By Ahmed Aboulenein and Eric Knecht
CAIRO (Reuters) - Egyptians began voting in a long-awaited parliamentary election on Sunday, the final step in a process that was meant to put the country back on a democratic course but which critics say has been undermined by state repression.
Egypt has had no parliament since June 2012 when a court dissolved the democratically-elected main chamber, then dominated by the Muslim Brotherhood, reversing a key accomplishment of the 2011 uprising that toppled Hosni Mubarak.
Then army chief Abdel Fattah al-Sisi ousted elected President Mohamed Mursi of the Brotherhood the following year, banning Egypt's oldest Islamist movement and declaring it a terrorist organization.
Egypt's constitution, passed by referendum before Sisi won a presidential vote in mid-2014, endows the new parliament with wide-ranging powers. On paper, it can reject the president's choice for prime minister or even impeach the president.
But with Muslim Brotherhood leaders and youth activists at the forefront of the 2011 revolt behind bars, critics fear the elections will produce a rubber-stamp parliament.
In a televised speech on Saturday, Sisi called on all Egyptians to head to the ballot boxes and urged the armed forces and interior ministry to secure the voting process.
"I call on you all, men and women, young and old, farmers and workers from all over the country to rally for the sake of the country... and choose well," he said.
Sisi secured support from other opposition groups for ousting Mursi by promising a prompt parliamentary vote. The elections, repeatedly postponed, will now take place over two rounds on Oct 18-19 and Nov 22-23.
This week, voters cast their ballots in 14 regions including Egypt's second city of Alexandria on the Mediterranean coast and Giza, a province which includes parts of Cairo west of the Nile.
Critics say an electoral system that puts the emphasis on individuals is a throwback to Mubarak-era politics, which favored candidates with wealth and connections over parties with clear ideological agendas or policy platforms.
"Being a member of parliament for many is a chance to be close to government. It's like joining the government club," said Khaled Dawoud, who recently resigned as spokesman for the Destour Party and Democratic Current electoral alliance.
"If you want prestige in your constituency, you join parliament. If you are a businessmen and you want to finish business deals, you join parliament... You don't join parliament to oppose the government."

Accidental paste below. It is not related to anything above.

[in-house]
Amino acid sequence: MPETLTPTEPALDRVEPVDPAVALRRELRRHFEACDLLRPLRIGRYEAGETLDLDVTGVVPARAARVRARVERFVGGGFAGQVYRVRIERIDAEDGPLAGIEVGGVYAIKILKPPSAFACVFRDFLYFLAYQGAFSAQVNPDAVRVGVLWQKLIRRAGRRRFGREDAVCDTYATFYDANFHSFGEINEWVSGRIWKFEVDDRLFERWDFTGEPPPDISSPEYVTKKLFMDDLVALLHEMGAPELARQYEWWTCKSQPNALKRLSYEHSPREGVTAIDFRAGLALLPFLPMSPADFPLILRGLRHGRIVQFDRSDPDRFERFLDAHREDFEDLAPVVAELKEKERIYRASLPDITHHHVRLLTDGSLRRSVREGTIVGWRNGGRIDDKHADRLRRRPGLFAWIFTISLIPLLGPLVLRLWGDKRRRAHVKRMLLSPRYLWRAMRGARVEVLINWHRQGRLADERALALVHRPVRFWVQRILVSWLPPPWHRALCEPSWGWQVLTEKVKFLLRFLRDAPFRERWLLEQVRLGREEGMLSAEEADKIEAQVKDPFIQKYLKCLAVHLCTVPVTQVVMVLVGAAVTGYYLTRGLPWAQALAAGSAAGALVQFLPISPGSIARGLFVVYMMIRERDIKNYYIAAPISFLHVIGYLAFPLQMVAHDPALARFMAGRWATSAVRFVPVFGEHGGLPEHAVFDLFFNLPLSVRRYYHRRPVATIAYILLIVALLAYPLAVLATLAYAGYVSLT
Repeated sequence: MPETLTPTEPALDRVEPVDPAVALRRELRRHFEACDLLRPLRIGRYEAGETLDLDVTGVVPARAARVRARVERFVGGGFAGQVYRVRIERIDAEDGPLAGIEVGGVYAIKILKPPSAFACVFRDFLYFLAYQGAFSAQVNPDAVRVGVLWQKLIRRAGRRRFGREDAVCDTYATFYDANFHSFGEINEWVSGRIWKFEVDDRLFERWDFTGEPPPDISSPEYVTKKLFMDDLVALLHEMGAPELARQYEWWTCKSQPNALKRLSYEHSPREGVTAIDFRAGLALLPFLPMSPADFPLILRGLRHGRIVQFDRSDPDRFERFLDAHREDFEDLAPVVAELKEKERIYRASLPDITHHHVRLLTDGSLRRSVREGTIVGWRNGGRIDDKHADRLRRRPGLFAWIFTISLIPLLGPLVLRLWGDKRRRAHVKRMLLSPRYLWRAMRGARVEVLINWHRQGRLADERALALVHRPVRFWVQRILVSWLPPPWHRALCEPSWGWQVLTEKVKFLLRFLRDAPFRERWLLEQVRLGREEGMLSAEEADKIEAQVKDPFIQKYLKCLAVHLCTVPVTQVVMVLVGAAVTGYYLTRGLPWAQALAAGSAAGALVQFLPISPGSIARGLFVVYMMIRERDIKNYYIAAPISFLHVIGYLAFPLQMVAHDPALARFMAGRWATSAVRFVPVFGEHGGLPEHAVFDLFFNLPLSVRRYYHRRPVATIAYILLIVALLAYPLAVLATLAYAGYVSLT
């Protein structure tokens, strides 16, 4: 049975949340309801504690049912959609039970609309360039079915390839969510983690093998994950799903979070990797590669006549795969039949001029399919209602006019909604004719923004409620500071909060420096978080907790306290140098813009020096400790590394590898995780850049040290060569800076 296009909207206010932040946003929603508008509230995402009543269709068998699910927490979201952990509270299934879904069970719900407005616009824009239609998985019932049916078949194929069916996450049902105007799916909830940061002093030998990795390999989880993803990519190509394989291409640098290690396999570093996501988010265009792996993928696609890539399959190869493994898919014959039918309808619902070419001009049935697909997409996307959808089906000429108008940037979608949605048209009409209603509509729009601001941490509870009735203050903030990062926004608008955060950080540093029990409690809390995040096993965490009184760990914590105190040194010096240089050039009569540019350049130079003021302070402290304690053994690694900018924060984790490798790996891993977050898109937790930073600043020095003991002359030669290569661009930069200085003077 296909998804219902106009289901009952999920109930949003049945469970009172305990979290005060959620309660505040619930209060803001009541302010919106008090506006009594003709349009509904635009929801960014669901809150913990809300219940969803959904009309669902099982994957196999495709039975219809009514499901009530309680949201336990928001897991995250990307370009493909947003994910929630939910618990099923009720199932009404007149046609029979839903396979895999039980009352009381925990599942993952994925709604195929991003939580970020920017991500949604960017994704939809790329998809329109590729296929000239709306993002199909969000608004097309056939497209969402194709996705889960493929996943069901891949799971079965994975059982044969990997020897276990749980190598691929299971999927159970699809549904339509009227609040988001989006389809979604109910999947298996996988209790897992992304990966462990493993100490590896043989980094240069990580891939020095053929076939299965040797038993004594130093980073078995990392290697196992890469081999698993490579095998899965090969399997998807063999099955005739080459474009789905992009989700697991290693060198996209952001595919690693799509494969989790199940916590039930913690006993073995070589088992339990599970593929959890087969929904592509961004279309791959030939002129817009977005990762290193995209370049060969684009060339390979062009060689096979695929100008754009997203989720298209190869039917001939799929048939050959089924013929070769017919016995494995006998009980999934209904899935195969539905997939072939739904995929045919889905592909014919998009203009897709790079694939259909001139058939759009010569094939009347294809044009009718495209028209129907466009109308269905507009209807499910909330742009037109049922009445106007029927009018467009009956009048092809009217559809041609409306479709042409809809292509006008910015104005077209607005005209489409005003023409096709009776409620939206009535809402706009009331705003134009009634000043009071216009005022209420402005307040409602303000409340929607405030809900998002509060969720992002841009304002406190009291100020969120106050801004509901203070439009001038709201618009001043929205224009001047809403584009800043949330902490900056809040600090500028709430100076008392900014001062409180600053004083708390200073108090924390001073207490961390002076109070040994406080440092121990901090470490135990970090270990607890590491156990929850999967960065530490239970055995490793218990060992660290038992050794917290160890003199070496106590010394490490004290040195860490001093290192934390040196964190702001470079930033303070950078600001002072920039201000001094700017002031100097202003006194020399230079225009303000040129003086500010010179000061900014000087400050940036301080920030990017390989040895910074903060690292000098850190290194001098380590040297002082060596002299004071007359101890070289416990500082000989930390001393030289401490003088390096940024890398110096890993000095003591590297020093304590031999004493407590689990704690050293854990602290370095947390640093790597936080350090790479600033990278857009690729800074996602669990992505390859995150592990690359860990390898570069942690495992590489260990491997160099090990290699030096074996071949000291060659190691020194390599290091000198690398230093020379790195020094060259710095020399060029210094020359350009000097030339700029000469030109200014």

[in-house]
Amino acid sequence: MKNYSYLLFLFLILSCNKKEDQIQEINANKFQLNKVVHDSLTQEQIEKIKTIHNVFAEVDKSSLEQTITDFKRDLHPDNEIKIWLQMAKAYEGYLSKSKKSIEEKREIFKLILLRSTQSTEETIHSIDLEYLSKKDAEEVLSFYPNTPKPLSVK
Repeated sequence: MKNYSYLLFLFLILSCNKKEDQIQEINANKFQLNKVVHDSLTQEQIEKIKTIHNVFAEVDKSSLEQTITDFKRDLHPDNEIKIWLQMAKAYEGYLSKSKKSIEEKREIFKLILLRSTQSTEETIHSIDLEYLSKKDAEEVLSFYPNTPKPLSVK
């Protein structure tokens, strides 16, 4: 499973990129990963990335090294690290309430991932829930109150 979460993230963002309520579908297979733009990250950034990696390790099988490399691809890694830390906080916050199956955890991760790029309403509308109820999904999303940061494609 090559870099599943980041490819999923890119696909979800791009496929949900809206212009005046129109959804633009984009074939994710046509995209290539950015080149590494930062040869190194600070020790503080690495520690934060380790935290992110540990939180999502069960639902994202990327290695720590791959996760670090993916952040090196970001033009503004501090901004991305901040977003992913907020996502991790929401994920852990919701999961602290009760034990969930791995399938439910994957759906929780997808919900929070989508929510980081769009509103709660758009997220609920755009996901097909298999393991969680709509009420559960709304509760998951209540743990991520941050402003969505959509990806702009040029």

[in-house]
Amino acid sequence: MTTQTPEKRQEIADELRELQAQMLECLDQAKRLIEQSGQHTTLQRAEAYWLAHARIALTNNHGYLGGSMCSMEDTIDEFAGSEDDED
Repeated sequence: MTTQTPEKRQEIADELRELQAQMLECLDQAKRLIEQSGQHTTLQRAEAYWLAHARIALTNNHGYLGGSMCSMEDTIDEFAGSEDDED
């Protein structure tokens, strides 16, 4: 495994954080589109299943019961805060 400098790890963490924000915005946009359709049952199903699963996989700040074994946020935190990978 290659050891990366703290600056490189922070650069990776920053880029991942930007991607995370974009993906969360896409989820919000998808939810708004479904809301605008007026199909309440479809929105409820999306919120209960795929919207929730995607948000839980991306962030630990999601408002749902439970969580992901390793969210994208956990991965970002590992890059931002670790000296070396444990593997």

The unicameral parliament will comprise 568 elected members - 448 elected on an individual basis and 120 through winner-takes-all lists in four districts with quotas for women, Christians and youth. The president may also appoint a further five percent.
Run-offs will take place in districts where no clear winner has emerged, with the final results expected in December.
With Egypt's largest opposition movement excluded and the secular opposition weakened by internal divisions and funding problems, analysts and politicians expect turnout to be low.
Few expect it to exceed a third of the electorate as Egyptians suffer from election fatigue. Since the 2011 uprising, they have seen the parliament they elected dissolved and the president they chose overthrown following protests from Egyptians worried about security and economic mismanagement.
"For the Love of Egypt", an alliance of loyalist parties and politicians, is running for all 120 list seats and is expected to do well.
An alliance of socialist opposition parties that had been due to contest the list seats eventually pulled out, leaving the field dominated by Sisi loyalists.
The Islamist Nour Party, which seeks to impose strict Sharia law and came second in the last election, will take part, running its own party lists in two districts and fielding individual candidates too. However, it has lost much support among Islamists since endorsing Mursi's overthrow.
At the other end of the political spectrum, the Free Egyptians party founded by Naguib Sawiris, a billionaire businessman and Coptic Christian, has joined the "For the Love of Egypt" alliance but is also running for individual seats on a platform of economic reform. The Free Egyptians seek to minimize the role of religion in politics.
Speculation is already rife that the constitution will be amended to curb parliament's wide-ranging powers and concentrate authority in the hands of Sisi.
"It is hard to tell how serious such talk is, but at a minimum it delegitimizes the parliament before it has even been elected," said Nathan Brown, professor at George Washington University.
(Writing and additional reporting by Lin Noueihed; Editing by Michael Georgy and Adrian Croft)